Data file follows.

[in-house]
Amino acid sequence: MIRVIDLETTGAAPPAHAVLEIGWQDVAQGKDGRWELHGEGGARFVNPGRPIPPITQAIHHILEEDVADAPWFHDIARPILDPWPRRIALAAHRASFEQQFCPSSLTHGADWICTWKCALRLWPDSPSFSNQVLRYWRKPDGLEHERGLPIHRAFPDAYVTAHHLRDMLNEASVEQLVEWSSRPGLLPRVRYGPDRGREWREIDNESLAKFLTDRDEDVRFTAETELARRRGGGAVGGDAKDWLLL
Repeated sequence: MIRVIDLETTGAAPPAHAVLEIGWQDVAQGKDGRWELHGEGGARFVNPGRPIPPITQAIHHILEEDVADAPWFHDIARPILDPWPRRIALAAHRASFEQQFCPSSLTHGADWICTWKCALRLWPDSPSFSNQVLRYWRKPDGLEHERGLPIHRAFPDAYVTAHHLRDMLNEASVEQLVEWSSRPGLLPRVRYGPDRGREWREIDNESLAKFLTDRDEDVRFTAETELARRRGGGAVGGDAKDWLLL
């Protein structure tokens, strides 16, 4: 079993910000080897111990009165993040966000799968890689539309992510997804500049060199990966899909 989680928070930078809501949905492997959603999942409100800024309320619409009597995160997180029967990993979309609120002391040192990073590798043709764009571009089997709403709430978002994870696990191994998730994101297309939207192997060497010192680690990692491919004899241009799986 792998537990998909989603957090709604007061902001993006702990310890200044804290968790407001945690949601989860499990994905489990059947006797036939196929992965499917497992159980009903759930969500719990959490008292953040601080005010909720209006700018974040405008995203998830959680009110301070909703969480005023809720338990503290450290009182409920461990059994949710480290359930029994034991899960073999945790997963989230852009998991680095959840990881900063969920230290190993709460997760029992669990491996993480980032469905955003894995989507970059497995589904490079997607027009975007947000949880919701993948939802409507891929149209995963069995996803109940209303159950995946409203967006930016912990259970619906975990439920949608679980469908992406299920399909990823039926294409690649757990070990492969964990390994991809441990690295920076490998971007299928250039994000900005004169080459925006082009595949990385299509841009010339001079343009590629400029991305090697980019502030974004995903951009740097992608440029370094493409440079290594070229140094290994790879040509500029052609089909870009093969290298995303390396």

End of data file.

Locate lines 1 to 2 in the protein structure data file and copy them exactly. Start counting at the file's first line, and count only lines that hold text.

[in-house]
Amino acid sequence: MIRVIDLETTGAAPPAHAVLEIGWQDVAQGKDGRWELHGEGGARFVNPGRPIPPITQAIHHILEEDVADAPWFHDIARPILDPWPRRIALAAHRASFEQQFCPSSLTHGADWICTWKCALRLWPDSPSFSNQVLRYWRKPDGLEHERGLPIHRAFPDAYVTAHHLRDMLNEASVEQLVEWSSRPGLLPRVRYGPDRGREWREIDNESLAKFLTDRDEDVRFTAETELARRRGGGAVGGDAKDWLLL